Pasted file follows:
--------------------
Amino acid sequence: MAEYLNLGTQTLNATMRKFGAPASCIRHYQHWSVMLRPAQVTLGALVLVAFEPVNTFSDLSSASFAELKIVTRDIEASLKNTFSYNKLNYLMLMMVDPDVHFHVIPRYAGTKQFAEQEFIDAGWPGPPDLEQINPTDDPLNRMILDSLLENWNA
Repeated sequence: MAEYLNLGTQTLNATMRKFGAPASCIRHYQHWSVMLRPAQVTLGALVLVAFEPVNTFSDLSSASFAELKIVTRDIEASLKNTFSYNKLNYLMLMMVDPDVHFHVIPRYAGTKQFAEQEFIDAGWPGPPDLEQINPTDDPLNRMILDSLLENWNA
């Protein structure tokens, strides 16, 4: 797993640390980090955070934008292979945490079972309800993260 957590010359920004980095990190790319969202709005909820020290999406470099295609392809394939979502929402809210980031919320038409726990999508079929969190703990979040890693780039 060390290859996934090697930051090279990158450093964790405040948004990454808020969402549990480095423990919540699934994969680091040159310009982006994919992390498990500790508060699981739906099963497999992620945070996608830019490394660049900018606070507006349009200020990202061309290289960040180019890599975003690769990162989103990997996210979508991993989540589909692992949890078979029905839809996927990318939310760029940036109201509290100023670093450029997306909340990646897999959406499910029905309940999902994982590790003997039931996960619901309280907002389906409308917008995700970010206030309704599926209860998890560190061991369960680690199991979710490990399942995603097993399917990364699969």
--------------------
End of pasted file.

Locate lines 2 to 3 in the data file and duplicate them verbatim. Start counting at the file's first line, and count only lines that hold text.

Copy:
Repeated sequence: MAEYLNLGTQTLNATMRKFGAPASCIRHYQHWSVMLRPAQVTLGALVLVAFEPVNTFSDLSSASFAELKIVTRDIEASLKNTFSYNKLNYLMLMMVDPDVHFHVIPRYAGTKQFAEQEFIDAGWPGPPDLEQINPTDDPLNRMILDSLLENWNA
């Protein structure tokens, strides 16, 4: 797993640390980090955070934008292979945490079972309800993260 957590010359920004980095990190790319969202709005909820020290999406470099295609392809394939979502929402809210980031919320038409726990999508079929969190703990979040890693780039 060390290859996934090697930051090279990158450093964790405040948004990454808020969402549990480095423990919540699934994969680091040159310009982006994919992390498990500790508060699981739906099963497999992620945070996608830019490394660049900018606070507006349009200020990202061309290289960040180019890599975003690769990162989103990997996210979508991993989540589909692992949890078979029905839809996927990318939310760029940036109201509290100023670093450029997306909340990646897999959406499910029905309940999902994982590790003997039931996960619901309280907002389906409308917008995700970010206030309704599926209860998890560190061991369960680690199991979710490990399942995603097993399917990364699969």